After a while of catching nothing we headed back for lunch and then after speaking to one of the other campers headed to the pier to fish for some bait fish to use the following day. It was a great afternoon sitting in the sunshine with a glass of wine catching (and throwing back) small spotties until we caught the mullet (similar to a mackerel) we were after for bait. As we sat there a charter came back from deep sea fishing with a massive catch. We were talking to one of the ladies from the boat who happened to be an ex- head teacher of a SEN school in Nelson. She asked if we were fishing for fun or for food. We replied that food would be great and we were trying to get the bait fish for tomorrow. She walked away and came back with a blue cod for us from the catch they were offloading!!! As it was starting to get dark and cold we called it a night and headed back to fry the fish we had been given!! The fish was delicious but trying to cook by torchlight after a few glasses of wine is not the easiest thing in the world!! We wanted something else as well as the fish so cooked noodles. However, half way through cooking the gas bottle ran out!! Just as I was clearing up the ranger came round to tell everyone about the earthquake in Japan and that we were on a Tsunami warning, and as we were next to the sea we were being advised to move to higher ground!! One of the other campers told us that nothing was due to arrive until the morning so we shouldn’t worry, another couple came to see if we were keeping up with the news and to say they were moving and didn’t like the thought of any of us staying down by the sea. So we drove up to the lookout on the hill just behind us. It was a small car park and a heli pad but we managed to fit about 4 vans in it overnight. The following morning we headed back down to the campsite and the ranger came round and told us that the warning had been retracted and we were safe. As e had no way of heating hot water for a drink and couldn’t cook anything for breakfast we were waiting for the shop to open to see if they refilled gas bottles. The ranger said they didn’t so reluctantly we were going to have to head off back down the road to civilisation and to find somewhere to fill up the gas bottle!! When we explained this to the ranger she offered to make us a cup of tea at her house!!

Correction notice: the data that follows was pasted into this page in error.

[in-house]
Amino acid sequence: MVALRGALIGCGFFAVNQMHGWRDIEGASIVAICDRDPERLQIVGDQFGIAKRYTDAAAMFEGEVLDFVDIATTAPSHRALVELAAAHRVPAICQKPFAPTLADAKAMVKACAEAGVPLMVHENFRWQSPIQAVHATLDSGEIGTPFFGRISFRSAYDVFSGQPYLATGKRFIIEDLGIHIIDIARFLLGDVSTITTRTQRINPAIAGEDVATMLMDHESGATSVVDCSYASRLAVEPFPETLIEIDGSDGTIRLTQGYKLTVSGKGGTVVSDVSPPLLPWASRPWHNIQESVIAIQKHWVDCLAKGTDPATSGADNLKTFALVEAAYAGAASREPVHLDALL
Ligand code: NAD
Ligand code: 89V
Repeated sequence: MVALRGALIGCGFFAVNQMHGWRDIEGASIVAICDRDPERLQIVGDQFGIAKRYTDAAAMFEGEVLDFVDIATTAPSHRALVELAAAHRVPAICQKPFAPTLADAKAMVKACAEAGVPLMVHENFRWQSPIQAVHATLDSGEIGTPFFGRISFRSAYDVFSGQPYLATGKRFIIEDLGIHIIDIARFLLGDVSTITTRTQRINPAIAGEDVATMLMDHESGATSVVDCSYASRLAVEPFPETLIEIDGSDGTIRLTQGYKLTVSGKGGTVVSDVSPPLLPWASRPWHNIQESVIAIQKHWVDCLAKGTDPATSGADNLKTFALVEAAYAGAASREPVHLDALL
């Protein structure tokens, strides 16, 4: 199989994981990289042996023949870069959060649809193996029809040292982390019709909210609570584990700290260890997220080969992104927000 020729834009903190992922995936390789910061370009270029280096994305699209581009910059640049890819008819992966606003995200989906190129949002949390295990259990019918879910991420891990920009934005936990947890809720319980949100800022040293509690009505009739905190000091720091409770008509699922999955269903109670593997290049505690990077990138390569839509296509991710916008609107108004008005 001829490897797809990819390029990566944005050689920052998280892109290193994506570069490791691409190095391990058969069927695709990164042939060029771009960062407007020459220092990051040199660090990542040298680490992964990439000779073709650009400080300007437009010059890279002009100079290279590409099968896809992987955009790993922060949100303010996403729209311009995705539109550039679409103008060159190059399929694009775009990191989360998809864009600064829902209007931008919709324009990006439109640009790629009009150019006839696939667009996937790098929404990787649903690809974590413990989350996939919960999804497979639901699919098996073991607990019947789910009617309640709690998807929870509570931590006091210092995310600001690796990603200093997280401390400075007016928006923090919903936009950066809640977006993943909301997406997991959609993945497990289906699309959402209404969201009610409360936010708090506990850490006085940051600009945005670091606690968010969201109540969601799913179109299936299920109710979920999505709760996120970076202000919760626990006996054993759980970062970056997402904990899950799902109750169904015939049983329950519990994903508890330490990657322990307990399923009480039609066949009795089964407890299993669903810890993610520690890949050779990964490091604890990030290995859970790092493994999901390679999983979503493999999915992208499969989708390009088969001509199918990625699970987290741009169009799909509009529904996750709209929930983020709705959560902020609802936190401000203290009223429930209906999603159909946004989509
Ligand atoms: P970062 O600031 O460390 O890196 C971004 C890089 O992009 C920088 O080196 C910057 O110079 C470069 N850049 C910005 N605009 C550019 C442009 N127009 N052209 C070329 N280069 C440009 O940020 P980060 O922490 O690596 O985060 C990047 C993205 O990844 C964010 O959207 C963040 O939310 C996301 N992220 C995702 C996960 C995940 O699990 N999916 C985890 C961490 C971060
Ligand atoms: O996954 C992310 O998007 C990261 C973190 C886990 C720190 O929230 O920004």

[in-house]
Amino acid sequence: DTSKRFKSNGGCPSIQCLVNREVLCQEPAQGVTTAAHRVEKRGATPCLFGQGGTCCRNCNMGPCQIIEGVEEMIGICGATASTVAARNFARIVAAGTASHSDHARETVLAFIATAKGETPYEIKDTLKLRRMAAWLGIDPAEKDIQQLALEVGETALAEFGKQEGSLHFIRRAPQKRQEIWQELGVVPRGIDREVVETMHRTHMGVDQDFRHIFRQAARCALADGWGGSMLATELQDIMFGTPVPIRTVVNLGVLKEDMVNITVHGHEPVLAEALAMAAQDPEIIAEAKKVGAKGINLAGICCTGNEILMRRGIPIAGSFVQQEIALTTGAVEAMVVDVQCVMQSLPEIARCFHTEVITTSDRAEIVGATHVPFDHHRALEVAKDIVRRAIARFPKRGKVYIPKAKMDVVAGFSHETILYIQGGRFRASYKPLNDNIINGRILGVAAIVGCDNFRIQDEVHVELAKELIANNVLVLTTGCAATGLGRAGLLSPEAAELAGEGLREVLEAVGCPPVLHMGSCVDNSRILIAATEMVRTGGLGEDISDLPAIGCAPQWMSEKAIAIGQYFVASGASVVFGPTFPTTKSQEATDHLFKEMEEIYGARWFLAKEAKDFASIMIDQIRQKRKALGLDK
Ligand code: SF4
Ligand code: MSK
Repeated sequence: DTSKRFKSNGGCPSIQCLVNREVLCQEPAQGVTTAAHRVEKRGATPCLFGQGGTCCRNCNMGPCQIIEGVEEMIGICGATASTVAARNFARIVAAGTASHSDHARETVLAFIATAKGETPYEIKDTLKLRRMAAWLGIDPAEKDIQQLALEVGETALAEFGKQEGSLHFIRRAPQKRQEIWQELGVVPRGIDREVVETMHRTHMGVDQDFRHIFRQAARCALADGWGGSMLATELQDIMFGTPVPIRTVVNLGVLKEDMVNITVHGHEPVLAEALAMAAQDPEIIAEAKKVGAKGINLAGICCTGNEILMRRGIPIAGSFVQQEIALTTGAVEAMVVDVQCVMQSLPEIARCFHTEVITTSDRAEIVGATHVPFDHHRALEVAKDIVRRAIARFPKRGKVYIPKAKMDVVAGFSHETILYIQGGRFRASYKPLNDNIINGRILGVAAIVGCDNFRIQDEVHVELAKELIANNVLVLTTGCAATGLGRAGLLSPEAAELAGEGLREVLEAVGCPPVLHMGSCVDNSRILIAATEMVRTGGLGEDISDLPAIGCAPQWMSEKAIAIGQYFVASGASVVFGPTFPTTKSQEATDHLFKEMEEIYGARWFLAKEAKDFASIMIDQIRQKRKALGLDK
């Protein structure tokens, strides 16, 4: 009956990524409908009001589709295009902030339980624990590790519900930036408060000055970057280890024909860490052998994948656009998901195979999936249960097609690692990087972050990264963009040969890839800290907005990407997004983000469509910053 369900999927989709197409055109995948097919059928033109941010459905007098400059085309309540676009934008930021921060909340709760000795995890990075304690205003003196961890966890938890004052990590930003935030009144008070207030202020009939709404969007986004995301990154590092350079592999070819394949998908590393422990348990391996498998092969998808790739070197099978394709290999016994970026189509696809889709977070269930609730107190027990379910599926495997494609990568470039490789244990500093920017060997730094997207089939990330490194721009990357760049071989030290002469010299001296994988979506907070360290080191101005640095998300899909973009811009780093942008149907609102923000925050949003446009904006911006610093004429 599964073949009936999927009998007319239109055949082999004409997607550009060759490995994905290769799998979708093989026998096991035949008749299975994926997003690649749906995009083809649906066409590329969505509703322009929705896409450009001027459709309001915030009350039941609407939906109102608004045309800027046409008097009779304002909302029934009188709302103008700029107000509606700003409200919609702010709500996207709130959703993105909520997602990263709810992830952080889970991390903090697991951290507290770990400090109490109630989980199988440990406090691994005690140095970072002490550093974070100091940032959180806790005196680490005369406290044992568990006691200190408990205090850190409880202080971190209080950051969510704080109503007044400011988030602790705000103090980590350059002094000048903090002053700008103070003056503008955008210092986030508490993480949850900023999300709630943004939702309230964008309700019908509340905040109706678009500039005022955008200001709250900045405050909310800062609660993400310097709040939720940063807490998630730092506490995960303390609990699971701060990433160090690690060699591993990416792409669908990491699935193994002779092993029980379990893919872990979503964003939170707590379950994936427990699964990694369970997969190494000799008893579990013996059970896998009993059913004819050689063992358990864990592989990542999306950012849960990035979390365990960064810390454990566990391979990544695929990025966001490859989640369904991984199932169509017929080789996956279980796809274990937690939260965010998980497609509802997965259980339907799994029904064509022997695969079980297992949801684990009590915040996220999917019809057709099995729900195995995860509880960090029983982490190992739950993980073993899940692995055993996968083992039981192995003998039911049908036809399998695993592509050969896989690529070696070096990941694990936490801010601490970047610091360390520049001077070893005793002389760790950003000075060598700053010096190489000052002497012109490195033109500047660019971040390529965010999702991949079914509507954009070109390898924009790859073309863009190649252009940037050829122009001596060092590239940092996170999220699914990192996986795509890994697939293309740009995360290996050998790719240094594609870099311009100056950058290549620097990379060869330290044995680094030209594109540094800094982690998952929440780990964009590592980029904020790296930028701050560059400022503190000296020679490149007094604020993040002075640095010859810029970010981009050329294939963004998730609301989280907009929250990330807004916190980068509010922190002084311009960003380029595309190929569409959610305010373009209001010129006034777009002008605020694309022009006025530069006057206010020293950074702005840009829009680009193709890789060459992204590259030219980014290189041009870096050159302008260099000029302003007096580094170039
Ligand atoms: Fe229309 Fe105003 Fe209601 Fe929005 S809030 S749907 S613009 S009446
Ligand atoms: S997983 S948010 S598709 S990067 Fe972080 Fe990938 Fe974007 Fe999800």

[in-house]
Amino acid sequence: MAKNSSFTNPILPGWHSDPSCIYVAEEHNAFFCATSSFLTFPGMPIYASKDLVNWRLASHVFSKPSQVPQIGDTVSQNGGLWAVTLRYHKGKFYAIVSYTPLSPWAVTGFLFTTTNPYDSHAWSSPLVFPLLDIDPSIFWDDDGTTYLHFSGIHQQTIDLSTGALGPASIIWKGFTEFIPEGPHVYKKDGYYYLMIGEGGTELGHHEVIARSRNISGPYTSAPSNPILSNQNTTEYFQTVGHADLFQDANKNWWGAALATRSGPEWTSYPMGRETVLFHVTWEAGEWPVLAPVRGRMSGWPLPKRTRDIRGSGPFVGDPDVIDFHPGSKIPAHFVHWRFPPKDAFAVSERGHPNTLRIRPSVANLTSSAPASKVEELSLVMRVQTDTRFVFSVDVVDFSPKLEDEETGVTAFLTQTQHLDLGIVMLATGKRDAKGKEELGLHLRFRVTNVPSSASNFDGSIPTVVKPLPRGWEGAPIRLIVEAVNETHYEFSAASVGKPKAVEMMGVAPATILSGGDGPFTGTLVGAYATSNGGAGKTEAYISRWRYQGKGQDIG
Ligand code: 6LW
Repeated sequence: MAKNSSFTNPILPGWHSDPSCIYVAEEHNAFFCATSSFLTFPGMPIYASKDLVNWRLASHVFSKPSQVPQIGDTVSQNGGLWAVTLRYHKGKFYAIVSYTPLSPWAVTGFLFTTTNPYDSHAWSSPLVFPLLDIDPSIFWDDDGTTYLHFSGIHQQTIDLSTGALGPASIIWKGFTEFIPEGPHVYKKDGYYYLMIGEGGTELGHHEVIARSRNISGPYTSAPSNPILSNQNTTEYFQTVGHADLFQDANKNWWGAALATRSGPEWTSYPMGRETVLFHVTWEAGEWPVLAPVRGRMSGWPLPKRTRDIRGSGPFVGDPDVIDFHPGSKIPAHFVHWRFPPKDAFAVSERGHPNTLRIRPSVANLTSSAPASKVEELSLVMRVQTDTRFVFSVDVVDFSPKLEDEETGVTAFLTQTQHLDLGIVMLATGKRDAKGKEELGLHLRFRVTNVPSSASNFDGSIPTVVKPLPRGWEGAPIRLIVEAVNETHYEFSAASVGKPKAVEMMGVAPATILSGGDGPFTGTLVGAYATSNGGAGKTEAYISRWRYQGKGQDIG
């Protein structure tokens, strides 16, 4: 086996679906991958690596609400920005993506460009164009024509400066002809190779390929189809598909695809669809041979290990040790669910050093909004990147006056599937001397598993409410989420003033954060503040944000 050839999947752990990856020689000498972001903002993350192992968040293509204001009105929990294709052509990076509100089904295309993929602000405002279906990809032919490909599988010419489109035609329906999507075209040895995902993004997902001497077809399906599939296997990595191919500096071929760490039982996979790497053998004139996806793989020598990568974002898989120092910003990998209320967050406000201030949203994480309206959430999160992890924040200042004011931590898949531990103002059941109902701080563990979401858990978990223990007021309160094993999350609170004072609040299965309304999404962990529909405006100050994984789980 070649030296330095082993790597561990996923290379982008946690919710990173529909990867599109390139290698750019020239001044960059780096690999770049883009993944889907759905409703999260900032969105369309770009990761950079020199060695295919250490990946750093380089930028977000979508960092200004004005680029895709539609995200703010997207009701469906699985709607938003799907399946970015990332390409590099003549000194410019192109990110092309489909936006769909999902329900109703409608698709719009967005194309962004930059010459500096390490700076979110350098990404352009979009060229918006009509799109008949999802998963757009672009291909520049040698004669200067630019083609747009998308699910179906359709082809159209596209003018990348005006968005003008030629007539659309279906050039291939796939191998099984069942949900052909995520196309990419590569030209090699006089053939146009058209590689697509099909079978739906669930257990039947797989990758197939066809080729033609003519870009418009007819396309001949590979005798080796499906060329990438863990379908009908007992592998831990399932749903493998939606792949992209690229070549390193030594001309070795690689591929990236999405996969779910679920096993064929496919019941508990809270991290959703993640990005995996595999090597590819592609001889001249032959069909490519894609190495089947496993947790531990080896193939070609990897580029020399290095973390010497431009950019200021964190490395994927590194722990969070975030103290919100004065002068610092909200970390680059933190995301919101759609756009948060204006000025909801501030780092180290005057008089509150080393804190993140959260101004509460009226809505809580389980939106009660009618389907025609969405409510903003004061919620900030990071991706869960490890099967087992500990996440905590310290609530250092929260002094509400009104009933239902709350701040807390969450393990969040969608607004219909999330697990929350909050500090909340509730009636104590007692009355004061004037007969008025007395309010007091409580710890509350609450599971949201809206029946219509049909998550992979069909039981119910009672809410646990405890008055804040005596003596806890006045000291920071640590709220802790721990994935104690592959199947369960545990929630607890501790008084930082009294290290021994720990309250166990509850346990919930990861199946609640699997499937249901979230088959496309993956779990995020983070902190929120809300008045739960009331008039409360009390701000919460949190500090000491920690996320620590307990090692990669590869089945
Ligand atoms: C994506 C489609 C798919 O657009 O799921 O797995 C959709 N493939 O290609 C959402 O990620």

It was a long drive back to the main roads but it was a beautiful day so we just took our time and enjoyed the scenery. We were heading towards Havelock to try and fill up the gas bottle. It was already lunchtime by the time we filled the gas bottle up and we hadn’t drunk anything by then and hadn’t eaten much! So we stopped in Havelock for lunch at the pub- which was absolutely delicious!! There isn’t much to do in Havelock and the campsite seemed to be really full so we headed along Queen Charlotte Drive heading towards Picton. This is the shortcut between Havelock and Picton as it is a direct route except that its very windy, and has beautiful scenery all the way. We turned off Queen Charlotte Drive and went up Kenepuru Sound as there are lots of little DOC sites to stay in. We were planning on heading as far up the sound as we could and work our way back - except we soon realised we only had about 20 dollars on us so are very limited with the amount of nights we can stay! We stopped at Cowshed bay briefly before heading onwards and found Nikau Cove. It was a stunning little bay and when we arrived there was only one other van there. So we pulled up sideways to the sea and spent the day lazing on the beach. The following day we did a similar thing and just chilled out for the day. It was a bit windier so I spent less time sunbathing but Mark spent quite a while fishing. After two nights here we have run out of money its, back along the sound and back on to Queen Charlotte drive to take us to Picton.